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My Q&A with Timothy Potts: Reinstalling the Getty Museum’s Antiquities (and more on the Getty Bronze)

Timothy Potts, director, J. Paul Getty Museum Photo by Lee Rosenbaum

Timothy Potts, director, J. Paul Getty Museum
Photo by Lee Rosenbaum

The inscrutable Italian courts may have once again delayed their decision on the Getty Bronze case, but that doesn’t mean CultureGrrl needs to hold off any longer from reporting about Getty Museum director Timothy Potts‘ plans to thoroughly overhaul the installation of his institution’s antiquities holdings in the Getty Villa, Pacific Palisades, where the contested “Victorious Youth” is a signature work.

When I was at the Getty researching my Pollock piece for the Wall Street Journal, I took the occasion to find out what Potts has been up to since assuming his current post in September 2012.

First, here’s our brief interchange about the Getty Bronze case:

Rosenbaum: Regarding the Getty Bronze, is it your position that even if the Italian courts decide it should go back, you’re not legally required to do that and you will not do that?

Potts: Our view is that legally, we own it and it isn’t Italian patrimony. Obviously, we hope and believe that will be the final outcome. [The Getty contends that the sculpture, which is Greek, not Italian, was found in international waters.]

Now let’s get to what, for me, was the more interesting part of our conversation:

Rosenbaum: What changes have you wrought or have begun to work on since you’ve been here?

Potts: We will be reinstalling the collection in the Villa on a more historical basis, but that’s a long-term project. The current installation allows you to teach and understand social history and themes and subjects, because the groupings are by subject matter.

But they don’t allow you nearly as easily to understand the progression of cultures historically—why Archaic art looks the way it does, stemming from what was happening in the Orientalizing period in context with Egypt, and all of that sort of thing. You can’t understand that, when things of all different periods are shown together.

Rosenbaum: That’s a huge change.

Potts: Huge, but that’s how things are normally done. This [the current installation] was a huge change. It served its purpose. It was a great way to show the collection and to shake it up and do it differently. But I think that if you really believe that the purpose of the museum is educational, and you want the presentation to serve as many educational needs as possible, I think the historical display allows you to tell more stories.

We still will have pockets that are thematic—about the iconography, or vase painting, or a medium. But you’ll also be able to see the progression of culture and why styles evolve the way they do. You can’t jump from the Archaic to the Hellenistic without going through the Classical. It doesn’t make sense.

Rosenbaum: Is this change already being worked on?

Potts: Only the early stages of thinking—that’s as far as we’ve gotten. It has to dovetail with the exhibition program, other priorities here at the Center, and so on.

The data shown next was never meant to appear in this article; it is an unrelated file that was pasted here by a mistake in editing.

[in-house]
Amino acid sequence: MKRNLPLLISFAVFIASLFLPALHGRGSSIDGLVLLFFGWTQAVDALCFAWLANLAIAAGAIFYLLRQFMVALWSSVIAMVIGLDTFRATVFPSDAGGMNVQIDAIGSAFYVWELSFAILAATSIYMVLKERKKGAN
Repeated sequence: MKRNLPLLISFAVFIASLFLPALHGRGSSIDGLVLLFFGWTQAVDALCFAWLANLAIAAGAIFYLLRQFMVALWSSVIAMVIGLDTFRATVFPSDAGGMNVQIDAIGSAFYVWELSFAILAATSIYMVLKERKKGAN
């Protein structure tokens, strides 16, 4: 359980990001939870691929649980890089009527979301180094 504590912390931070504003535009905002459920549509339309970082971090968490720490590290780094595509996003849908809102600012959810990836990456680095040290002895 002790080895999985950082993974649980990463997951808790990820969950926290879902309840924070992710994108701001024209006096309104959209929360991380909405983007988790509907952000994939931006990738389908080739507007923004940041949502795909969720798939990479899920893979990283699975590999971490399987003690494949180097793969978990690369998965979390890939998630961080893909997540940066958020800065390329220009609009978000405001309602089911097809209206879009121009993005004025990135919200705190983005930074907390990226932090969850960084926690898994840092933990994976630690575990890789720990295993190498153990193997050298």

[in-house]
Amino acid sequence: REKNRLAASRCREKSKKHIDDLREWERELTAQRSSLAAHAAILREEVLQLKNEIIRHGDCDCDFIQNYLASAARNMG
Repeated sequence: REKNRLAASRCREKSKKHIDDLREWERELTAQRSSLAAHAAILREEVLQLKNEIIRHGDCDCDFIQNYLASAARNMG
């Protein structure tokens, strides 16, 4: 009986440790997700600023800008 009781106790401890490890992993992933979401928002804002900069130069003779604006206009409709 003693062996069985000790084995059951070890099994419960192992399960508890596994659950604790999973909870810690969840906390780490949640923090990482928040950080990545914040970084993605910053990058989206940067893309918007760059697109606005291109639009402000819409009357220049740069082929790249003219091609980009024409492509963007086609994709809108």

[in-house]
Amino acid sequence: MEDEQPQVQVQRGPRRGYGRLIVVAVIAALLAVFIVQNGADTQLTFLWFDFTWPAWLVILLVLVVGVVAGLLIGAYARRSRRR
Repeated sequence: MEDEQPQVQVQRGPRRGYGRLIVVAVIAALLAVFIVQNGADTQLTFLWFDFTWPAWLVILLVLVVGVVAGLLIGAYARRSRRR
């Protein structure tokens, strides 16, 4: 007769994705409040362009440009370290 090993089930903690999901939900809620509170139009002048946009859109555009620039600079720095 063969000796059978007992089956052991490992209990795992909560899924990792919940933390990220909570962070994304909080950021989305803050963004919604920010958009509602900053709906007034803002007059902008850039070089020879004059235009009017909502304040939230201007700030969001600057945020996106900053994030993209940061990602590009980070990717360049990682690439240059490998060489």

As you can tell from my own harsh critique after my 2008 visit to the Villa, I feel strongly that this shakeup of the Getty’s dumbed-down antiquities installation can’t come soon enough.

Here’s part of what I wrote back then:

Janet Grossman, associate curator of antiquities, told me during my visit that Marion True [the Getty’s former antiquities curator] was the “guiding force” behind the move from a chronological installation to a thematic one, because it was deemed “very popular with the public” when a simllar approach was tried for the 1994 show of the Fleischman Collection, before those objects (some of which have now been relinquished to Italy) were acquired by the museum.

Grossman added: “Basically, if you’re a curator and you have your ear tuned to your visitors, you know that most of them do not have a background in ancient Greece or Rome. Could they really care less if something is from the Archaic Period or the Iron Age or the Geometric Age?”

Apparently Potts does care, and he’s determined to lead the Getty’s visitors to a deeper level of understanding.

Speaking of Marion True, I’m beginning to see the Getty Bronze Follies through the lens of her tortuous journey through the Italian legal system. True’s legal battle ended with the case’s being dropped after five inconclusive years, because the statute of limitations had run.

As CultureGrrl readers may remember, the Italian prosecutor in the True case, Paolo Ferri, told me (when we met at an Athens conference where we were both speaking) that he “used to worry about how long it [the True case] was taking. But the more it lasts, the more will be the shame.”

In other words, the modus operandi for prosecutors in Italian patrimony disputes may be: When you’ve got a losing case, torment your adversary as much as you can, by prolonging the matter as long as possible.

For the Getty Bronze, that may mean at least another year in legal limbo, according to what the Getty’s general counsel, Stephen Clark, told the LA Times today.

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